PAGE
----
When I finally made my way there, I had to admit the atmosphere was just right- trendy but not hipster- it has more of a refined, modern contemporary art lounge quality, but not pretentiousness. The first cocktail I ordered was one that caught my eye out of a really interesting cocktail menu: "Desperate Housewives", with white sangria, triple sec, blood orange, and cava. It seemed to perfectly personify what H50 was trying to do- be beautiful and post-modern and tasty.

However, the food wasn't holding up. When my seafood salad sandwich showed up and was this mess, I realized that H50 was still trying to grow up. That mayo and carrot slop just destroyed what should have been fresh Pacific Northwest seafood.


They had a veggie sushi which presented much better- but didn't offer much in terms of favor. A blue cheese tart with balsamic vinegar hit the sweet spot of offering both visual appeal and good flavors, but seemed muted- I'd had tarts just as good from the Tart Lady Monia Halici (of the Market Gourmet) at the Portland Farmer's Market, though I did appreciate the attempt to bring it to a restaurant setting. If there had been more on the menu similar in class to the tart- well, that was what I was expecting. Instead, it was as if the restaurant wussed out.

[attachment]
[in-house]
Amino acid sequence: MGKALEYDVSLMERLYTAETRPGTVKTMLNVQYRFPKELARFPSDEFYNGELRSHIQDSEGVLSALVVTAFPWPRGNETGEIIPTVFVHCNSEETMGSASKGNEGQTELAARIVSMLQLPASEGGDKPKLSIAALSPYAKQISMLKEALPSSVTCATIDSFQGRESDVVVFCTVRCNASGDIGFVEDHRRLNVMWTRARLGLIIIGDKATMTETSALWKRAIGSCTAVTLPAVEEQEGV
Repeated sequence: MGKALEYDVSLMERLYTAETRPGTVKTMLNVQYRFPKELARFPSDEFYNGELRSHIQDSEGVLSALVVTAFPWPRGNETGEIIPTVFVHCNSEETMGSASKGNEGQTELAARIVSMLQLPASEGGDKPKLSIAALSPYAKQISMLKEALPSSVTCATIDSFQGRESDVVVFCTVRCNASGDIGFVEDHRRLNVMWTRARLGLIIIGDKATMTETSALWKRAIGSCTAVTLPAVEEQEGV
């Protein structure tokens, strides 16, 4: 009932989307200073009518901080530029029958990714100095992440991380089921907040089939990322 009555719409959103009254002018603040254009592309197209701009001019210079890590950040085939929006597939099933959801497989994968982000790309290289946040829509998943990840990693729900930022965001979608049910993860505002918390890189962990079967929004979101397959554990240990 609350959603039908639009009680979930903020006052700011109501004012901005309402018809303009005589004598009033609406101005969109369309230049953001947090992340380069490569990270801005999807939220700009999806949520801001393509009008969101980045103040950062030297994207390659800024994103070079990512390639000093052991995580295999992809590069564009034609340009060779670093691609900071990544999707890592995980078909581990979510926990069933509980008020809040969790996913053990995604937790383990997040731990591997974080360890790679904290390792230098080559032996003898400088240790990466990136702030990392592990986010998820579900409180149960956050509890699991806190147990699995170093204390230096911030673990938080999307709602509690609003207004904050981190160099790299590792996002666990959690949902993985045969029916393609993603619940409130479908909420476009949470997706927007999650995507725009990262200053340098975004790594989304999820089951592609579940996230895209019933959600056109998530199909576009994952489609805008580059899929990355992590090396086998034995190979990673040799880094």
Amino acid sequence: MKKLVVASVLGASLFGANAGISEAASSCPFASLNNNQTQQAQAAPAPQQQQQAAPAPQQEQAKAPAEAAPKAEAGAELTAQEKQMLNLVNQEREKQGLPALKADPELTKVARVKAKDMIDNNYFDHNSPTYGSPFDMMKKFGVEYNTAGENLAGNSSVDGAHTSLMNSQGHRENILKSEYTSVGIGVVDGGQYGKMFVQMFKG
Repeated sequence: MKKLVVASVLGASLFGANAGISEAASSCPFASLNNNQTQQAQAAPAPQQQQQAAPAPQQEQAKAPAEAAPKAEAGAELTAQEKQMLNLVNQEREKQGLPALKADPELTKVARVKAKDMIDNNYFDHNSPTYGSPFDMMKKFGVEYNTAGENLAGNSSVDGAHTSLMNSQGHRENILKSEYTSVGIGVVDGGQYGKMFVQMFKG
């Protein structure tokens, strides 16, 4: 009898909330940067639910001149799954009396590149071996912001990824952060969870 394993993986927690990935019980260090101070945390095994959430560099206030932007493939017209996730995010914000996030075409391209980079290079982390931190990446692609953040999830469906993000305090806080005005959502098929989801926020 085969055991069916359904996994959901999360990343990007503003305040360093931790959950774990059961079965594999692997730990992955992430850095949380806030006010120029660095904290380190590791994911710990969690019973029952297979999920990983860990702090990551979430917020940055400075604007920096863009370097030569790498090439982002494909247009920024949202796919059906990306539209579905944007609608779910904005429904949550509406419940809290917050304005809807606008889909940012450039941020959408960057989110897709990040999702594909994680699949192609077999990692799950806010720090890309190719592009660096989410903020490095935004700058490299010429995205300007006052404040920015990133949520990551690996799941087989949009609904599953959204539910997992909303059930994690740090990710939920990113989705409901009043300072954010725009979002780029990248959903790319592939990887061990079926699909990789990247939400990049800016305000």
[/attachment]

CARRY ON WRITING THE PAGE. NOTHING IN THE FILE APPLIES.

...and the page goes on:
A year later, I went with some friends to lunch. They are trying to redo their menu, and I noticed he's since dropped a lot of those original concepts from that first menu I saw. Fortunately, his eye for presentations are still there- gorgeous platings so you can eat with the eyes before you taste. But, still the same in that it stumbles. The lunch menu had a few appetizers which I could tell were his refuge for his more creative ideas, such as smoked salmon fritters and pork belly in a beggars purse.